22 years later, APD detective finds murder suspect



AURORA | After more than two decades running down dead-end leads, Aurora police filed a murder charge last month against a man they say stabbed a 25-year-old man to death in the Prairie Middle School parking lot in 1995.

Michael Nilsson was found dead Sept. 22, 1995, in the parking lot of the school near East Jewell Avenue and South Peoria Street.

When officers found Nilsson early that morning, they also found bloody coins and cigarette butts near the dead man’s body — items that more than 20 years later helped police track down the man they say killed him: Jimmie Joseph Crank, now 41.

According to an affidavit, DNA from those items, as well as from Nilsson’s clothes, matched Crank’s DNA, which was submitted to the state following his May 2016 arrest in Denver on felony drug charges.

In his affidavit supporting Crank’s arrest, longtime Aurora police Detective Steve Conner — who has closed multiple cold cases in recent years — said Crank should be charged with first-degree murder.

When prosecutors filed formal charges against Crank in late October, they charged him instead with a lesser count of second-degree murder and a sentencing enhancer accusing him of committing a crime of violence.

Vikki Migoya, a spokeswoman for the Arapahoe County district attorney’s office said she couldn’t discuss charging decisions in a pending case.

According to court records, Crank is due in court Dec. 4. He is being held on a $500,000 bond at the Arapahoe County Jail.

According to Conner’s affidavit, Nilsson was stabbed four times in his back and police found his wallet laying on his chest, a likely sign that he had been robbed.

Nilson’s older brother, Steven Nilsson, later told police that the night before his brother’s body was found, he dropped his brother off at the movie theaters at the old Buckingham Square mall. But nobody was sure if he had gone into the theater and watched a movie or not.

The affidavit also said “Michael Nilsson had no close friends but had several enemies.”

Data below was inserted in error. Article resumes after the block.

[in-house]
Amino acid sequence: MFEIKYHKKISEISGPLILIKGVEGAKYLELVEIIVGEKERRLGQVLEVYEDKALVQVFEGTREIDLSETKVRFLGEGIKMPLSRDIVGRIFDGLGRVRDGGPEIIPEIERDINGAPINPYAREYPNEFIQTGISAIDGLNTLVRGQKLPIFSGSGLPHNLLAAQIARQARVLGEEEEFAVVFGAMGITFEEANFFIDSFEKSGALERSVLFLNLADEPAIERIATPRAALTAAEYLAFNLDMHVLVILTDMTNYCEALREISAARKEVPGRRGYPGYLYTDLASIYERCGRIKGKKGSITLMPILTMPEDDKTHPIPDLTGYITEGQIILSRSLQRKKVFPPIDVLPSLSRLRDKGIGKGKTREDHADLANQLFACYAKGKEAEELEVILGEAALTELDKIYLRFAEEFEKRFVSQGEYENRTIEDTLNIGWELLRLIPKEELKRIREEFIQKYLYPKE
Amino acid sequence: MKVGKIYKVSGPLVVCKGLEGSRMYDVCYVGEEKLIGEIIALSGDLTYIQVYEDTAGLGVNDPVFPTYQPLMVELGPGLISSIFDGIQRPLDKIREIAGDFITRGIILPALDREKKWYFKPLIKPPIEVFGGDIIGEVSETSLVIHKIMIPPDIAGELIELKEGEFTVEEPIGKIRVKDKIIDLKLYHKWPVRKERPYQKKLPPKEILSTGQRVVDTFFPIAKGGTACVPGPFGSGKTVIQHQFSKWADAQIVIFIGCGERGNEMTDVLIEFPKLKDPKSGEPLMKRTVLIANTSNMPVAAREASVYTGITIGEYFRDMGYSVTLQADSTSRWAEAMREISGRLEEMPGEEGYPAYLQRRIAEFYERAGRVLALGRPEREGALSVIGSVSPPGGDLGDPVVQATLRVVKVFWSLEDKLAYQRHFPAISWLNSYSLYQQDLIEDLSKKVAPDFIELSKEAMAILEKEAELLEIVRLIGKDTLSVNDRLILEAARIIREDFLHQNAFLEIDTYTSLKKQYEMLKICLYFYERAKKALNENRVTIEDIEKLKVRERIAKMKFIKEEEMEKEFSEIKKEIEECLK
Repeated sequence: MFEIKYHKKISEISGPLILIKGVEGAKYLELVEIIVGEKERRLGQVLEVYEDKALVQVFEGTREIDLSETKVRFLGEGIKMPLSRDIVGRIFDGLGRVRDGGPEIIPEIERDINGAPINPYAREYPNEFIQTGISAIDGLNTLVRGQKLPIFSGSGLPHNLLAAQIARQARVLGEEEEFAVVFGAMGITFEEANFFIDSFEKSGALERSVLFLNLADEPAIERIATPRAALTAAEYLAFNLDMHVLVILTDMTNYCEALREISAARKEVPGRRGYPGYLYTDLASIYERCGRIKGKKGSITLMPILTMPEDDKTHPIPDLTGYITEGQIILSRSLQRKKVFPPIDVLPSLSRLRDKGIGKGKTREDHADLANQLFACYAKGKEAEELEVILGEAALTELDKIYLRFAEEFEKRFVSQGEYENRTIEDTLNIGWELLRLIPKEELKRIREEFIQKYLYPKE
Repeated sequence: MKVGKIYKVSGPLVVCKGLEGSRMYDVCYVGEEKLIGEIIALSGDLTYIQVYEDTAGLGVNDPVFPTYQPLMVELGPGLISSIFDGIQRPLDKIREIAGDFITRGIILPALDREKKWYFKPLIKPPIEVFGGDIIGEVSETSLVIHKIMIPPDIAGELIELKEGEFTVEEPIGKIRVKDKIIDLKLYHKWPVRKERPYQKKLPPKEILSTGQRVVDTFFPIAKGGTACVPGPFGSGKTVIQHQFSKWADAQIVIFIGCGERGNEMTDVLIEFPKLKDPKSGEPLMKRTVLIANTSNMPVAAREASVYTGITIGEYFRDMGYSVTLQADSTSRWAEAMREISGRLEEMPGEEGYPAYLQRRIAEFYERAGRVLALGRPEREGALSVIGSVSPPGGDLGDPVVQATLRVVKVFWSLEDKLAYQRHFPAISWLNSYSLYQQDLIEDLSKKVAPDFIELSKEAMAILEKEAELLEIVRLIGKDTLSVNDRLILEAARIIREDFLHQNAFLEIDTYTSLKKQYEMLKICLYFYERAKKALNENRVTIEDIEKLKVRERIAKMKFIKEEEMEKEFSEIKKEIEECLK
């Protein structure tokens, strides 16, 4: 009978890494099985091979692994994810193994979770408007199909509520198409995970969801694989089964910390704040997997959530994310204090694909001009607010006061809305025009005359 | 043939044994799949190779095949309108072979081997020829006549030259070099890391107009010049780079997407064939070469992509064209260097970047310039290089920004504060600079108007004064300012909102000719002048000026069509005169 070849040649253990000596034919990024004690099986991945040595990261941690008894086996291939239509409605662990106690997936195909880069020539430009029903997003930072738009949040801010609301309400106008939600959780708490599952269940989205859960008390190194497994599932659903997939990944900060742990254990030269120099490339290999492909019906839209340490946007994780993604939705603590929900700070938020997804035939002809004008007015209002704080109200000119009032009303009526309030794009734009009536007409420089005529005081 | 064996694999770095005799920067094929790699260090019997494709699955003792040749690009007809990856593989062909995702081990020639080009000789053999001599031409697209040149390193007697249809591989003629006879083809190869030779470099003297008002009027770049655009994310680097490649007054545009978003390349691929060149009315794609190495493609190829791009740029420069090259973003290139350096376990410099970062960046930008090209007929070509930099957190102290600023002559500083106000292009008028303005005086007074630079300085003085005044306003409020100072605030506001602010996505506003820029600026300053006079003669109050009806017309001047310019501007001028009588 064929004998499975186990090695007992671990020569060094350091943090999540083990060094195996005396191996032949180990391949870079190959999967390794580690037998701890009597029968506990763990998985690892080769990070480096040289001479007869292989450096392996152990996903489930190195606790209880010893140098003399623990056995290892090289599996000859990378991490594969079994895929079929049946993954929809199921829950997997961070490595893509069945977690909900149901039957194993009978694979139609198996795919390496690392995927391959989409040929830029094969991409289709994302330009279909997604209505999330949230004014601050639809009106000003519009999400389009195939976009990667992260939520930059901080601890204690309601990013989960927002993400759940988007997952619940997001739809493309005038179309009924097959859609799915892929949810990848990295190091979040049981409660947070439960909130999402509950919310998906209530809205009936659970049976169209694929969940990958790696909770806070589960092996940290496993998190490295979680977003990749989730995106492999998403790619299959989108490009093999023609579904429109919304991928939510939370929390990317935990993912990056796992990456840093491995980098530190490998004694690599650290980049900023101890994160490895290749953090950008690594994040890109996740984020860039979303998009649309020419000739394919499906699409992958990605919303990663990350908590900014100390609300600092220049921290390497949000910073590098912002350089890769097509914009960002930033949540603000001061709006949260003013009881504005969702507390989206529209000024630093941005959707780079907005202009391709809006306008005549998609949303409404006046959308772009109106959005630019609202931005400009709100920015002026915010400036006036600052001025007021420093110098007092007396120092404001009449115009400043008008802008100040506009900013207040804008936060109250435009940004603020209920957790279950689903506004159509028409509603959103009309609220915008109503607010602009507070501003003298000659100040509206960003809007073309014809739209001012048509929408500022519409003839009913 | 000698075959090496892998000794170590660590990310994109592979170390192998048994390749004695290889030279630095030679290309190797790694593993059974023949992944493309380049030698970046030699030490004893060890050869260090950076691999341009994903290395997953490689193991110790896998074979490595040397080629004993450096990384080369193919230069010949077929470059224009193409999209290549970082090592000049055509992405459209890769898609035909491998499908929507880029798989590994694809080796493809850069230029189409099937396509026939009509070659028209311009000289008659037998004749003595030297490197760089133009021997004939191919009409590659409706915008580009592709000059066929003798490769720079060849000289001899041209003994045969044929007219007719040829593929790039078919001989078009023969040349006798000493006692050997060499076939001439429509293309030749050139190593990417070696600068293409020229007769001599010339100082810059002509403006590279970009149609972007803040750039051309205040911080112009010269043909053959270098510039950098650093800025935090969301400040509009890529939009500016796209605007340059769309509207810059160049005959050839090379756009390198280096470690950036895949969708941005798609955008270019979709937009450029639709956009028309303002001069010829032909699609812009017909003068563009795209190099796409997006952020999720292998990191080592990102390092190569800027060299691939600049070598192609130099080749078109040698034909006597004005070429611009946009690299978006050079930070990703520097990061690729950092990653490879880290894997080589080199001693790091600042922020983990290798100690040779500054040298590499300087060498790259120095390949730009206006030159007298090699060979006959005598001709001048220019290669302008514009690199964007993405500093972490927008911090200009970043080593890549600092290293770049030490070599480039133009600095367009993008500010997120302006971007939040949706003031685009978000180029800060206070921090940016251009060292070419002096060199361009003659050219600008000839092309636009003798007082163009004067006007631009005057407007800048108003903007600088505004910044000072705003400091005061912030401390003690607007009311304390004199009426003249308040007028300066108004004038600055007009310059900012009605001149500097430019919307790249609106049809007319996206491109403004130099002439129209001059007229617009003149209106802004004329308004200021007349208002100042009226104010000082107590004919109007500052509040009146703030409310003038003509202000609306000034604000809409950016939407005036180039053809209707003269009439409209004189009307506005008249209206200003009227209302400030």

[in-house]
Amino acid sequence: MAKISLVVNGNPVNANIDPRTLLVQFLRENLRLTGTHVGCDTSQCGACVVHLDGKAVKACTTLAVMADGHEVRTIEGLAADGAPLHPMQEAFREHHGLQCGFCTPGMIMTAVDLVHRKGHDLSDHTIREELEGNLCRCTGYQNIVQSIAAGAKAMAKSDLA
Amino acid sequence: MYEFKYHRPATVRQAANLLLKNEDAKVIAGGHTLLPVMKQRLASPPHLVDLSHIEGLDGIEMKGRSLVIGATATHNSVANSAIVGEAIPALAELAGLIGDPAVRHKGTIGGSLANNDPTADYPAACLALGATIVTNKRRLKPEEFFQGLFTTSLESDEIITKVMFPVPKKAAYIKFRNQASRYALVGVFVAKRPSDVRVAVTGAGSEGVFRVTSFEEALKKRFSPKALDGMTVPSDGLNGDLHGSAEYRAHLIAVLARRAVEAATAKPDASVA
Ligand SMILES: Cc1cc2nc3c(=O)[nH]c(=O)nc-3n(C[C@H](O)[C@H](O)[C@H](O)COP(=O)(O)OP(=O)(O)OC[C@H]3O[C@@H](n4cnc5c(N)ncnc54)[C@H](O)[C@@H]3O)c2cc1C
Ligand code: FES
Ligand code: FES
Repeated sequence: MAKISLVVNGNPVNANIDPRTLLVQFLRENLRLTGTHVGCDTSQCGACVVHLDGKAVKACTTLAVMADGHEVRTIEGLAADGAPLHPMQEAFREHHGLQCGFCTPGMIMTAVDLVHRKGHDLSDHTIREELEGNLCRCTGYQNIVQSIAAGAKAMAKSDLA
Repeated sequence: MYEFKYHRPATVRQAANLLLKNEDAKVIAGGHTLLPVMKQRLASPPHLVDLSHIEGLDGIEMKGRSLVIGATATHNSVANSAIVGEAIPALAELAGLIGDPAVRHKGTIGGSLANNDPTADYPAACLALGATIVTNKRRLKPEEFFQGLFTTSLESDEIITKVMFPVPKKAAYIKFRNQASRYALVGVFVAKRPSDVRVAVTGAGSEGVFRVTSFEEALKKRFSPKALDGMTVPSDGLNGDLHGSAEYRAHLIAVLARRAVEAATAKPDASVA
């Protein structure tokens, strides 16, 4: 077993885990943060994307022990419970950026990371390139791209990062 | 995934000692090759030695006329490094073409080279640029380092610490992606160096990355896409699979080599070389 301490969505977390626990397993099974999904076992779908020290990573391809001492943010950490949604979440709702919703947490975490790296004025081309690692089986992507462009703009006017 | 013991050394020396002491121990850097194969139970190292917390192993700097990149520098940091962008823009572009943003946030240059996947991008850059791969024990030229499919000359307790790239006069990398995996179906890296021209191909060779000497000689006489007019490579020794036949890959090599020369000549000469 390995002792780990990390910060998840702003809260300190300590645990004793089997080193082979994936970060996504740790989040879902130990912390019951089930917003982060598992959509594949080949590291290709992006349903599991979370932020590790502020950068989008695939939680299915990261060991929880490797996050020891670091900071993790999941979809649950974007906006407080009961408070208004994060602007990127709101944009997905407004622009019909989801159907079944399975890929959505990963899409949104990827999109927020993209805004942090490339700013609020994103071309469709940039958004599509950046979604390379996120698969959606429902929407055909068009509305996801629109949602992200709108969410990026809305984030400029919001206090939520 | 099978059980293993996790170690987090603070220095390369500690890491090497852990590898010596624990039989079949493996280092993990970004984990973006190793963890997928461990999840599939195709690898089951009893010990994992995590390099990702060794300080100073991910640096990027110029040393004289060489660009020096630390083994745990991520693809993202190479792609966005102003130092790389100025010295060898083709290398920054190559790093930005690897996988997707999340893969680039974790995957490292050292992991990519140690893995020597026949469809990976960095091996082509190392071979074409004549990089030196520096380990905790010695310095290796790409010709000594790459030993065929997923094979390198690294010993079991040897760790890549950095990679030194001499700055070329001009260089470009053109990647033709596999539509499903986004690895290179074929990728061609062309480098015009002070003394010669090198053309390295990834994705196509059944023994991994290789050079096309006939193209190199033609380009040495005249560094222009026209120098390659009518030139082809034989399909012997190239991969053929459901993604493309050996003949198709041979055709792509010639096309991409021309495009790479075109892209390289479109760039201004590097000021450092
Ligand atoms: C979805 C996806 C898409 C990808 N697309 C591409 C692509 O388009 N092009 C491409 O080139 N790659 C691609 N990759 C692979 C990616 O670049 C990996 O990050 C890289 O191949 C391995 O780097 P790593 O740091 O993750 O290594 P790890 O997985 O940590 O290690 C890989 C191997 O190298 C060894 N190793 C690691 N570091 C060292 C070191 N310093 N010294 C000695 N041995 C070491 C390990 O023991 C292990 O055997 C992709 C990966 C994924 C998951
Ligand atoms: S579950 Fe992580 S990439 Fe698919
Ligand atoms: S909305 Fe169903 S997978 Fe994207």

Police spoke to more than 40 people in the months and years following the slaying, but didn’t turn up Nilsson’s killer.

“At the time a multitude of interviews were conducted but no significant investigative lead was developed,” Conner wrote. “In the ensuing years, the case ultimately went cold.”

In June 2013 Conner reopened the case and had several of the items found near Nilsson’s body tested. One of the coins found near Nilsson’s body and one of the cigarettes had DNA on them from an “unknown male” who wasn’t Nilsson. Still, that person’s DNA was not registered in a state database at the time.

Conner made a list of 22 people who knew Nilsson at the time and could have been suspects. He interviewed several of them and obtained DNA samples from them, but none matched the DNA from the bloody coin or cigarette butt.

Again, the case went cold.

Then, in August 2016, a CBI instigator contacted Conner with news that there had been a hit in the state’s database. Crank had been arrested in Denver on a drug conviction and his subsequent testing showed a match for Crank.

But that match required a secondary test and Conner brought Crank in for an interview in the fall of 2016. Crank denied knowing Nilsson and said he didn’t know anything about any slaying at the school. He agreed to give Conner a further DNA sample.

Those results showed a match to Crank’s DNA, but only on the cigarette butt and coins.

Conner then interviewed Crank’s former wife who told him Crank was violent. She said her memory was foggy about the time in the early 1990s when she was with Crank — a period she said was marked by abuse — but she had a fuzzy recollection of an incident involving a bloody knife and maybe something about blood on Crank.

After that, investigators ran further tests on Nilsson’s clothing and in August 2017 found a match to Crank’s DNA on cuttings from his pants and sweater.